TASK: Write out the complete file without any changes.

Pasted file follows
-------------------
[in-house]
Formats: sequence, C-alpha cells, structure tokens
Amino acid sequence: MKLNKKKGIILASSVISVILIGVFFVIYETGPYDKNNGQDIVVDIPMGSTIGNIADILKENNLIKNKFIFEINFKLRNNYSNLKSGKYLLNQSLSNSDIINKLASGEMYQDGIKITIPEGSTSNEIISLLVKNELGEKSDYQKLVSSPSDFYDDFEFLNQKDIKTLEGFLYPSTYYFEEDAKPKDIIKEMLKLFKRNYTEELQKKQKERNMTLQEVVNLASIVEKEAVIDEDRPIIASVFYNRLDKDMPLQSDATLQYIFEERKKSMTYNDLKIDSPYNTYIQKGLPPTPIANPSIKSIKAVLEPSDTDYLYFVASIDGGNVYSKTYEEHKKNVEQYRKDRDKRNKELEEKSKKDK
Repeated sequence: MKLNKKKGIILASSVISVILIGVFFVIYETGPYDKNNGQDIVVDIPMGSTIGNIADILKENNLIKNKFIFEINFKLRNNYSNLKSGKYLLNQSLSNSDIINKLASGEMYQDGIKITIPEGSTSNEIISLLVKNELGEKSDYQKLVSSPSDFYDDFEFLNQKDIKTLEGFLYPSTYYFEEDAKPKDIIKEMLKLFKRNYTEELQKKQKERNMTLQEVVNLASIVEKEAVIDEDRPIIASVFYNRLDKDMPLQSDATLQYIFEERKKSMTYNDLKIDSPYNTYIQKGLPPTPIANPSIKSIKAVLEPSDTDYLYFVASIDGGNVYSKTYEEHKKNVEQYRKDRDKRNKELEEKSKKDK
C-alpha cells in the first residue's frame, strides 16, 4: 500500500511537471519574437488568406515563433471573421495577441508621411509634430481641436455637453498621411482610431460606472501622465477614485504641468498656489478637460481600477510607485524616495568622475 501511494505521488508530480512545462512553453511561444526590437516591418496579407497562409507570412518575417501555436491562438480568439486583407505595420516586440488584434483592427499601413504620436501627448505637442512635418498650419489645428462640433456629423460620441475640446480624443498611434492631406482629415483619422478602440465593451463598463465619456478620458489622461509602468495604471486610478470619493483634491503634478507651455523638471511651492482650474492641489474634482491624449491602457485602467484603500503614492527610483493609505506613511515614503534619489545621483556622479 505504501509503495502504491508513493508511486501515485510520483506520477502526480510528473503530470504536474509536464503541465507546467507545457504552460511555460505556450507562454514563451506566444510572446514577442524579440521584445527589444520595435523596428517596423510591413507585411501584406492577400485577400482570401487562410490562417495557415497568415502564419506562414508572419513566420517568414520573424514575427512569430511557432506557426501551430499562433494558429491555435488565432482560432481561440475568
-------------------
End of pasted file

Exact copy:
[in-house]
Formats: sequence, C-alpha cells, structure tokens
Amino acid sequence: MKLNKKKGIILASSVISVILIGVFFVIYETGPYDKNNGQDIVVDIPMGSTIGNIADILKENNLIKNKFIFEINFKLRNNYSNLKSGKYLLNQSLSNSDIINKLASGEMYQDGIKITIPEGSTSNEIISLLVKNELGEKSDYQKLVSSPSDFYDDFEFLNQKDIKTLEGFLYPSTYYFEEDAKPKDIIKEMLKLFKRNYTEELQKKQKERNMTLQEVVNLASIVEKEAVIDEDRPIIASVFYNRLDKDMPLQSDATLQYIFEERKKSMTYNDLKIDSPYNTYIQKGLPPTPIANPSIKSIKAVLEPSDTDYLYFVASIDGGNVYSKTYEEHKKNVEQYRKDRDKRNKELEEKSKKDK
Repeated sequence: MKLNKKKGIILASSVISVILIGVFFVIYETGPYDKNNGQDIVVDIPMGSTIGNIADILKENNLIKNKFIFEINFKLRNNYSNLKSGKYLLNQSLSNSDIINKLASGEMYQDGIKITIPEGSTSNEIISLLVKNELGEKSDYQKLVSSPSDFYDDFEFLNQKDIKTLEGFLYPSTYYFEEDAKPKDIIKEMLKLFKRNYTEELQKKQKERNMTLQEVVNLASIVEKEAVIDEDRPIIASVFYNRLDKDMPLQSDATLQYIFEERKKSMTYNDLKIDSPYNTYIQKGLPPTPIANPSIKSIKAVLEPSDTDYLYFVASIDGGNVYSKTYEEHKKNVEQYRKDRDKRNKELEEKSKKDK
C-alpha cells in the first residue's frame, strides 16, 4: 500500500511537471519574437488568406515563433471573421495577441508621411509634430481641436455637453498621411482610431460606472501622465477614485504641468498656489478637460481600477510607485524616495568622475 501511494505521488508530480512545462512553453511561444526590437516591418496579407497562409507570412518575417501555436491562438480568439486583407505595420516586440488584434483592427499601413504620436501627448505637442512635418498650419489645428462640433456629423460620441475640446480624443498611434492631406482629415483619422478602440465593451463598463465619456478620458489622461509602468495604471486610478470619493483634491503634478507651455523638471511651492482650474492641489474634482491624449491602457485602467484603500503614492527610483493609505506613511515614503534619489545621483556622479 505504501509503495502504491508513493508511486501515485510520483506520477502526480510528473503530470504536474509536464503541465507546467507545457504552460511555460505556450507562454514563451506566444510572446514577442524579440521584445527589444520595435523596428517596423510591413507585411501584406492577400485577400482570401487562410490562417495557415497568415502564419506562414508572419513566420517568414520573424514575427512569430511557432506557426501551430499562433494558429491555435488565432482560432481561440475568